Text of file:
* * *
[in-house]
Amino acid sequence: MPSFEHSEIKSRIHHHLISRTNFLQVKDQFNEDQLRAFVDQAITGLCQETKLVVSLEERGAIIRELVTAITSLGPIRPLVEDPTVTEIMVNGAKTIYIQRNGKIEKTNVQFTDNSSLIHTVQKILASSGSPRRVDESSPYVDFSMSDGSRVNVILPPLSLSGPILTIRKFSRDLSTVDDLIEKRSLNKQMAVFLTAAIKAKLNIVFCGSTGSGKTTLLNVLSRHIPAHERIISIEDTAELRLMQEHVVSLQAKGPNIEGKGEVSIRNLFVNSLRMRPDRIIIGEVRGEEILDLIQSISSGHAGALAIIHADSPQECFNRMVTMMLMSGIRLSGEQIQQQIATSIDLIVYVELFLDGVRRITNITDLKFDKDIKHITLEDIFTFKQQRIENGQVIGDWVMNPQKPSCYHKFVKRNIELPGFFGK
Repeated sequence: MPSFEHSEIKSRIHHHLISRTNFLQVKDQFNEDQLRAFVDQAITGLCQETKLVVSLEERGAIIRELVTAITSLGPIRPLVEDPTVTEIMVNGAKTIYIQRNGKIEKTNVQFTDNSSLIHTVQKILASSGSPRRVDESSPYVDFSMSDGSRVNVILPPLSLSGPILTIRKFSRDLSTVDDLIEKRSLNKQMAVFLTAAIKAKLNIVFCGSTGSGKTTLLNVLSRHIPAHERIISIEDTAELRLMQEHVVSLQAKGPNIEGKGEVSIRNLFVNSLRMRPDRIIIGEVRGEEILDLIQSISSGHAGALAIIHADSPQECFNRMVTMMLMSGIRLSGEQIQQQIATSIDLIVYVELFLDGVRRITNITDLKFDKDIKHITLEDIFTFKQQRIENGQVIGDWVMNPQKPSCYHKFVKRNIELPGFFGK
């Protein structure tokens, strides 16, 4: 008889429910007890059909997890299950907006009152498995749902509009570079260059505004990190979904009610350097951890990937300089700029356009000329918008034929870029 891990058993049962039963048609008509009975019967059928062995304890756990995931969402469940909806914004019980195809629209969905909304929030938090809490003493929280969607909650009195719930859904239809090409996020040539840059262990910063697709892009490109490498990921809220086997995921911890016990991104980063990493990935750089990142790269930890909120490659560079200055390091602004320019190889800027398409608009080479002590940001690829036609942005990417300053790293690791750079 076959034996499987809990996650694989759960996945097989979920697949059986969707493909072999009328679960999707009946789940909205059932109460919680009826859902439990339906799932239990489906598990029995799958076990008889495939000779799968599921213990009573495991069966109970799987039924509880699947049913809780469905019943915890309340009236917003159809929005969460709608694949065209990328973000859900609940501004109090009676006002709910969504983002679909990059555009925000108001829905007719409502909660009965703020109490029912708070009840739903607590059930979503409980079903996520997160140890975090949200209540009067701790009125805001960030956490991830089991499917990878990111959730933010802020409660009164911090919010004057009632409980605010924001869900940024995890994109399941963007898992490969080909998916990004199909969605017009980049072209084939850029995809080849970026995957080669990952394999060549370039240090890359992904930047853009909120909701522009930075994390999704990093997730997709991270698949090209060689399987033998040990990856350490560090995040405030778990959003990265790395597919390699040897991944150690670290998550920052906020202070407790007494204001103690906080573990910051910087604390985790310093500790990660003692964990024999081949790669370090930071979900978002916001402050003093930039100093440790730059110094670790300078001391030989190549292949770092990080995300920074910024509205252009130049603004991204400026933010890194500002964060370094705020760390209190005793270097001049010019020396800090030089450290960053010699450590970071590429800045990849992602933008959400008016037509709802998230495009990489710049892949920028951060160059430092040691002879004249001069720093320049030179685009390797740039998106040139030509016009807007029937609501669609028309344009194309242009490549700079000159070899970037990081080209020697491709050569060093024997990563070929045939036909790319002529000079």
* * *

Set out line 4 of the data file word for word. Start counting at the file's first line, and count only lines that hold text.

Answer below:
């Protein structure tokens, strides 16, 4: 008889429910007890059909997890299950907006009152498995749902509009570079260059505004990190979904009610350097951890990937300089700029356009000329918008034929870029 891990058993049962039963048609008509009975019967059928062995304890756990995931969402469940909806914004019980195809629209969905909304929030938090809490003493929280969607909650009195719930859904239809090409996020040539840059262990910063697709892009490109490498990921809220086997995921911890016990991104980063990493990935750089990142790269930890909120490659560079200055390091602004320019190889800027398409608009080479002590940001690829036609942005990417300053790293690791750079 076959034996499987809990996650694989759960996945097989979920697949059986969707493909072999009328679960999707009946789940909205059932109460919680009826859902439990339906799932239990489906598990029995799958076990008889495939000779799968599921213990009573495991069966109970799987039924509880699947049913809780469905019943915890309340009236917003159809929005969460709608694949065209990328973000859900609940501004109090009676006002709910969504983002679909990059555009925000108001829905007719409502909660009965703020109490029912708070009840739903607590059930979503409980079903996520997160140890975090949200209540009067701790009125805001960030956490991830089991499917990878990111959730933010802020409660009164911090919010004057009632409980605010924001869900940024995890994109399941963007898992490969080909998916990004199909969605017009980049072209084939850029995809080849970026995957080669990952394999060549370039240090890359992904930047853009909120909701522009930075994390999704990093997730997709991270698949090209060689399987033998040990990856350490560090995040405030778990959003990265790395597919390699040897991944150690670290998550920052906020202070407790007494204001103690906080573990910051910087604390985790310093500790990660003692964990024999081949790669370090930071979900978002916001402050003093930039100093440790730059110094670790300078001391030989190549292949770092990080995300920074910024509205252009130049603004991204400026933010890194500002964060370094705020760390209190005793270097001049010019020396800090030089450290960053010699450590970071590429800045990849992602933008959400008016037509709802998230495009990489710049892949920028951060160059430092040691002879004249001069720093320049030179685009390797740039998106040139030509016009807007029937609501669609028309344009194309242009490549700079000159070899970037990081080209020697491709050569060093024997990563070929045939036909790319002529000079």